Showcasing the city’s coastline in Dublin Salt

by Padraig Conlon

[vc_row][vc_column width=”2/3″][vc_column_text]FOR the past three years, Peter Gordon has risen at the crack of dawn to capture a unique collection of Dublin’s seascapes.

All those early mornings led to the creation of his new book, Dublin Salt, a fascinating look at the capital’s coastline.

Despite travelling the world taking pictures, local photographic artist Peter says he feels most inspired in his own back yard, Dublin Bay.

Speaking to Dublin Gazette, he said: “If you travel in a straight line from Balbriggan to Shankill, the distance is about 40 kilometers.

“These two towns on Dublin’s coastal periphery form both the boundary of the county and the two defining points for my exploration of Dublin’s salty perimeter.

“I’ve always lived beside the sea, and the sea has always resonated with me, as a child growing up in Shankill, spending summers in Wexford.

“There is something about the sea air, the smell, the taste. It gets in your bones; it invigorates you.”

From Skerries to Shankill and everything in between, he searched for the perfect light, just the right tide and unique weather conditions, in an attempt to make a landmark collection of Dublin landscapes.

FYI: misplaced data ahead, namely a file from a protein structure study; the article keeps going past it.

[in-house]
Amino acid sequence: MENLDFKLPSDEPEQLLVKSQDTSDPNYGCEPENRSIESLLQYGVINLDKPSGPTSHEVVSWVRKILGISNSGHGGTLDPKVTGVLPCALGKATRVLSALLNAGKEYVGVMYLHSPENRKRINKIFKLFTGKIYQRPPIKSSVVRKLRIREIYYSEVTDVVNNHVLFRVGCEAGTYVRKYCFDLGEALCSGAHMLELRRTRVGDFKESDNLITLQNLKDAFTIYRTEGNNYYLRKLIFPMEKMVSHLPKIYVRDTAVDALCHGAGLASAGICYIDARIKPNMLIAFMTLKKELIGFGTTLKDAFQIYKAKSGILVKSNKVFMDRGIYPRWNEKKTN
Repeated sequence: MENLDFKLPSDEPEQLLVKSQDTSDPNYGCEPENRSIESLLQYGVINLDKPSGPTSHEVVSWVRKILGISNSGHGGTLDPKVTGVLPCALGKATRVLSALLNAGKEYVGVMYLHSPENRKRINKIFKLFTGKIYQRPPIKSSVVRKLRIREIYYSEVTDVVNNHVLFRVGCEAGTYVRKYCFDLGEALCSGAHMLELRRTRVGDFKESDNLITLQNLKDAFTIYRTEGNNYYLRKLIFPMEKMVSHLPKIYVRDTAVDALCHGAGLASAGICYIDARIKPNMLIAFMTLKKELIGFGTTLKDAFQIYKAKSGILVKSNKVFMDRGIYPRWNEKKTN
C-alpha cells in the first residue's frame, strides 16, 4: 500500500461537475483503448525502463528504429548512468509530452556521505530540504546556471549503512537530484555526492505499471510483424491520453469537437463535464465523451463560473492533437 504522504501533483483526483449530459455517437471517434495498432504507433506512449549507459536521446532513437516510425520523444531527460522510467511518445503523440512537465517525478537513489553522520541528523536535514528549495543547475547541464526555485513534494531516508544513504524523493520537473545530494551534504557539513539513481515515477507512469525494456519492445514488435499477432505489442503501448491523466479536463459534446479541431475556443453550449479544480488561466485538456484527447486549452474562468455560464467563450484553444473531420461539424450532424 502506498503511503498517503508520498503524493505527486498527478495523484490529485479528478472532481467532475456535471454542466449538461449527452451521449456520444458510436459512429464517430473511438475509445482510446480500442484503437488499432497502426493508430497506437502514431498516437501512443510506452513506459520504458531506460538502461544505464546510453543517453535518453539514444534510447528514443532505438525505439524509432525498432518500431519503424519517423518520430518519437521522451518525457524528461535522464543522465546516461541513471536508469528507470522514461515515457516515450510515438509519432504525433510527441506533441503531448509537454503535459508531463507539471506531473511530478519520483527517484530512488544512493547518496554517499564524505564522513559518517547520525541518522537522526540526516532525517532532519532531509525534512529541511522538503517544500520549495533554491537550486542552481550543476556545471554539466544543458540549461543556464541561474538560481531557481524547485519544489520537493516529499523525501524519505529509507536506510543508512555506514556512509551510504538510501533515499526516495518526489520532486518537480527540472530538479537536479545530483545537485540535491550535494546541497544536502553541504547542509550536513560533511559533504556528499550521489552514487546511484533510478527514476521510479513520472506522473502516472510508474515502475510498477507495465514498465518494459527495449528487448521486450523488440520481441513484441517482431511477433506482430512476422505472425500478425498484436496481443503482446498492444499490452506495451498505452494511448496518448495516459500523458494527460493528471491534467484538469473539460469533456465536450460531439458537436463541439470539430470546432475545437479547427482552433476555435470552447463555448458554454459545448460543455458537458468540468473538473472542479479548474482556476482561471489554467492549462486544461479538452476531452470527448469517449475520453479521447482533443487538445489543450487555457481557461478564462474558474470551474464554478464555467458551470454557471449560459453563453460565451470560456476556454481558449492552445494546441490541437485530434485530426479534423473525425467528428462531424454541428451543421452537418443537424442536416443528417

Peter slept on Ireland’s Eye, did overnights on Dalkey Island, and visited locations time and time again at obscure hours of the day and night to realise his vision.

Witnessing the mist on Dollymount strand at 5am, finally capturing the perfect reflections and tide of the boat wreck on Rogerstown Estuary, witnessing an epic storm batter Dun Laoghaire Baths before they were torn down, seeing the Forty Foot glow more than an hour before sunrise in intense colours – as the only witness to the event – these and many more were just some of his experiences.

Peter wanted to encourage people to see his local landscape in a new and exciting way and to see the city and its relationship with the sea and the shore in a new light.

He said: “I often stare out of my attic window from my home in Booterstown, as weather systems move in and out of Dublin Bay.

“With the stacks at Poolbeg as the anchor, Dublin can throw up amazing and inspiring natural conditions.

“Changeable light mixed with cloud and tide is a powerful formula. A familiar location is quickly transformed into something distinct and new, by a moment never to be repeated.

“Being present for these moments was the essential factor in the creation of Dublin Salt.”

Peter is a multi-award-winning photographer who was crowned European Photographer of the Year in 2013.

The same year, and in 2014, he has also won the titles of Irish Professional Photographer of the Year, Landscape Photographer of the Year and Pictorial and Travel Photographer of the Year.

The book has been designed by Read That Image to reflect the minimalist approach undertaken by Peter in Dublin Salt.

The standard book retails at €35, while a limited number (200) of special edition books (€150) have been produced, complete with a linen cover and box, a limited edition print, as well as luxurious paper throughout.[/vc_column_text][/vc_column][vc_column width=”1/3″][/vc_column][/vc_row]

Related Articles